Oakley Drt5 Helmet
Words by Drew Rohde | Photos by Chili Dog
Last year we first laid eyes on the new Oakley DRT5 helmet and were anxious to spend some time in the new lid to see how it would compare. Since that first helmet, Oakley made some small refinements and before production and shipped us their production-ready DRT5 a few months ago. We did an unboxing video on our Patreon channel announcing that we’d be giving one away to a Patron and using the other two for testing. Let’s learn a bit about Oakley’s tech before moving onto the performance and comfort of the DRT5.
Oakley worked closely with Greg Minnar to help design the DRT5. Being that Oakley is an eyewear brand, they obviously looked to incorporate clever eyewear storage, sweat management, and eyewear integration for the wearer. The eyewear Landing Zone is a unique glasses storage clip that puts the glasses on the back of the helmet. It allows for increased airflow through the front of the helmet and keeps your glasses sweat free while also ensuring they don’t get run over by you or that guy breathing down your neck trying to pass you on the climb.
Oakley utilizes a BOA system with a high tensile string to offer an easy fit adjustment system. The thin strand allows for comfortable glasses integration but also proved to be the source of discomfort on longer rides, but we’ll get into that later. Despite comfort issues, the BOA system is easy to use and worked without any issues during out test period.
One of the most unique features about this MIPS-equipped helmet is the silicone sweat strip. Reminiscent of a set of windshield wiper blades, the small channels in the silicone traps sweat and moves it out to the temple area. We were skeptical at first but are happy to say it is comfortable and works very well.
At 450g, this helmet is no lightweight, but coverage is very deep, and the eyewear clips are removable if you want to shed a few grams, although not many. The visor offers 60 degrees of ratcheted movement if you want to run goggles.
The first thing I thought when looking at the helmet was how uncomfortable the sweat band system looked, but I was very wrong. Oakley sourced a very soft medical grade silicone that easily conforms to your forehead, making it much more comfortable than expected. Other than the lines that remain on your forehead post ride, you’d be hard pressed to tell a difference. The system works flawlessly, moving sweat away from the front of the face and out to your temples. It was a weird feeling to have sweat running down near the ears, but was much better than splattered lenses! If you’re just not into the silicone strip, Oakley ships the DRT5 with their standard X-Static sweat band.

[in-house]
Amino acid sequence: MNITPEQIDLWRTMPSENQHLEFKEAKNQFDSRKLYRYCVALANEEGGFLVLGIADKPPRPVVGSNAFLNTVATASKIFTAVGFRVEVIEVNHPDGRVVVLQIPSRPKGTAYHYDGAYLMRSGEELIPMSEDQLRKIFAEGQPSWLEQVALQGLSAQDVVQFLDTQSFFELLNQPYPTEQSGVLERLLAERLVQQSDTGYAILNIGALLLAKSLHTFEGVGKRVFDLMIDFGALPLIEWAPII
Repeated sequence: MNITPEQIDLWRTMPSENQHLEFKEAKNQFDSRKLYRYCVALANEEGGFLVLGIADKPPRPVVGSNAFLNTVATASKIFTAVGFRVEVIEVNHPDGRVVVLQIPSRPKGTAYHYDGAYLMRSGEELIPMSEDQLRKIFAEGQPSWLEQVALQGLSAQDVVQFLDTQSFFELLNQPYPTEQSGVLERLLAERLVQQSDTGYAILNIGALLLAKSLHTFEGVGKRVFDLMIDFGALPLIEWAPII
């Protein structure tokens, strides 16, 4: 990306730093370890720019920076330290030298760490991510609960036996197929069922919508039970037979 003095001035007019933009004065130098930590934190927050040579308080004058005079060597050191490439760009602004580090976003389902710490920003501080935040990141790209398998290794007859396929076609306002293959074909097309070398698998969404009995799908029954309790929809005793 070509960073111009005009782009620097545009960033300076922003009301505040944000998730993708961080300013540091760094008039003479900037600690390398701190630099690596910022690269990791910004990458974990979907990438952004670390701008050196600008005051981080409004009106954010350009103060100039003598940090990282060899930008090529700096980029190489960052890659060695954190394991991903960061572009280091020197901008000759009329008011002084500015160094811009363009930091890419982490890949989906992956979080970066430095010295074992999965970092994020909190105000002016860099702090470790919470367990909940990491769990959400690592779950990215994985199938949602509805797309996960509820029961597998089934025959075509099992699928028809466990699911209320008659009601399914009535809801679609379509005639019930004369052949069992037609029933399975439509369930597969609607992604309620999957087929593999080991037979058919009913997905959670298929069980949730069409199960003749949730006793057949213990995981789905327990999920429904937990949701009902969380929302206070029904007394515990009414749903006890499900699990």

The eyewear Landing Pad system works well and secures almost any pair of glasses very well. I rode a few sections of rough trail with my glasses stowed without any issues. It’s nice to have your glasses out of the way when you don’t need them, like climbs, or mechanical repairs on the trail. It is not however easy to use on the move, so unless you’re on a smooth climb, you’ll probably be stopping to dock your glasses.
The BOA system allows infinite micro-adjustments to the fit and just the right amount of pressure for the sweat system to work. It’s a nice system however the high tensile strand being the only thing that keeps the helmet tight, led to headaches on longer rides. Perhaps with longer hair a person may not have this issue but our testers have shorter hair and the tight line drawn in the scalp (see picture above) became uncomfortable on rides over 2 hours. We were able to tolerate the helmet on longer rides by loosening the BOA significantly on climbs and snugging it up just for the descents, but this is far from ideal as it could lead to a loose or floppy helmet on unexpected downhills where you don’t know what’s coming.
Airflow in the DRT5 is on par with other all mountain with an aggressive rider in mind. It’s certainly not designed to be an XC racers dream helmet but does a fine job of channeling cool air in and warm air out.
The Wolf’s Last Word
Out of the large stack of helmets we have, the Oakley DRT5 will stick around. It will not be coming out with us on any rides over 1.5 hours but for shorter rides, especially on hot days, we’ll continue to use it, primarily because of the great sweat management capabilities. The weight and headaches caused by the high tensile strand BOA string hold an otherwise nice helmet back from being something we wholeheartedly recommend based on the experience of our short haired test riders. It’s certainly worth trying one on however as it has a lot of great features and looks nice. Just make sure you cinch the BOA down tight at your local shop to make sure you can live with it on long rides.
Weight: 450 grams (medium);
Sweat Management System
Eyewear Landing Pad
BOA Single Strand Causes Headaches On Long Rides
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